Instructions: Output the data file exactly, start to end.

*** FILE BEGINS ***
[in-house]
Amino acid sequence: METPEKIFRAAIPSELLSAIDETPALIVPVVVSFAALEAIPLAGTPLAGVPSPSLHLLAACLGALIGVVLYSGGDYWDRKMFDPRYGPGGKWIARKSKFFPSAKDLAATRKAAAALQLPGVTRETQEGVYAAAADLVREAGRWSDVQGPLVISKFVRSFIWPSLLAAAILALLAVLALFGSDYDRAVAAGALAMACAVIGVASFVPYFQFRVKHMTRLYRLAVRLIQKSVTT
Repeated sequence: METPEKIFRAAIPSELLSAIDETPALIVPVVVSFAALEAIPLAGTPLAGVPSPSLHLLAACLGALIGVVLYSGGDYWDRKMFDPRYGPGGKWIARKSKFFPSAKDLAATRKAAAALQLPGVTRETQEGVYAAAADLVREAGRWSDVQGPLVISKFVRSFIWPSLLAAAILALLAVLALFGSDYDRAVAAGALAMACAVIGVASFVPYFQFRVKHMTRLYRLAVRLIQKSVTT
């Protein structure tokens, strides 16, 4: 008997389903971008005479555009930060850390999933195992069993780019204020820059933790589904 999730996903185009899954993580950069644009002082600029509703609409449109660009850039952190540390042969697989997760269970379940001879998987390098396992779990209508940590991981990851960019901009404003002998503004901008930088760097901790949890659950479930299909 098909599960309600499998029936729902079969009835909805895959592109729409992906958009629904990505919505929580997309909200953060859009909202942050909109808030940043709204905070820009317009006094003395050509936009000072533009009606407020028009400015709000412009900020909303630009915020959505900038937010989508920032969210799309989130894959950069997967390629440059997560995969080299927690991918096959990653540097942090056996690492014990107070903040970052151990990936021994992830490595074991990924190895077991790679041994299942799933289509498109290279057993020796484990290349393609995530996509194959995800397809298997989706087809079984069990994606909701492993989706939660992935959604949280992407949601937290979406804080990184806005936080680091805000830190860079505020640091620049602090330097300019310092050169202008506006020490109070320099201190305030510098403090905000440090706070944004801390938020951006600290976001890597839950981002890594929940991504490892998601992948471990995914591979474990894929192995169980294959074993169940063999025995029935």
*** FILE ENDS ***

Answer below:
[in-house]
Amino acid sequence: METPEKIFRAAIPSELLSAIDETPALIVPVVVSFAALEAIPLAGTPLAGVPSPSLHLLAACLGALIGVVLYSGGDYWDRKMFDPRYGPGGKWIARKSKFFPSAKDLAATRKAAAALQLPGVTRETQEGVYAAAADLVREAGRWSDVQGPLVISKFVRSFIWPSLLAAAILALLAVLALFGSDYDRAVAAGALAMACAVIGVASFVPYFQFRVKHMTRLYRLAVRLIQKSVTT
Repeated sequence: METPEKIFRAAIPSELLSAIDETPALIVPVVVSFAALEAIPLAGTPLAGVPSPSLHLLAACLGALIGVVLYSGGDYWDRKMFDPRYGPGGKWIARKSKFFPSAKDLAATRKAAAALQLPGVTRETQEGVYAAAADLVREAGRWSDVQGPLVISKFVRSFIWPSLLAAAILALLAVLALFGSDYDRAVAAGALAMACAVIGVASFVPYFQFRVKHMTRLYRLAVRLIQKSVTT
């Protein structure tokens, strides 16, 4: 008997389903971008005479555009930060850390999933195992069993780019204020820059933790589904 999730996903185009899954993580950069644009002082600029509703609409449109660009850039952190540390042969697989997760269970379940001879998987390098396992779990209508940590991981990851960019901009404003002998503004901008930088760097901790949890659950479930299909 098909599960309600499998029936729902079969009835909805895959592109729409992906958009629904990505919505929580997309909200953060859009909202942050909109808030940043709204905070820009317009006094003395050509936009000072533009009606407020028009400015709000412009900020909303630009915020959505900038937010989508920032969210799309989130894959950069997967390629440059997560995969080299927690991918096959990653540097942090056996690492014990107070903040970052151990990936021994992830490595074991990924190895077991790679041994299942799933289509498109290279057993020796484990290349393609995530996509194959995800397809298997989706087809079984069990994606909701492993989706939660992935959604949280992407949601937290979406804080990184806005936080680091805000830190860079505020640091620049602090330097300019310092050169202008506006020490109070320099201190305030510098403090905000440090706070944004801390938020951006600290976001890597839950981002890594929940991504490892998601992948471990995914591979474990894929192995169980294959074993169940063999025995029935």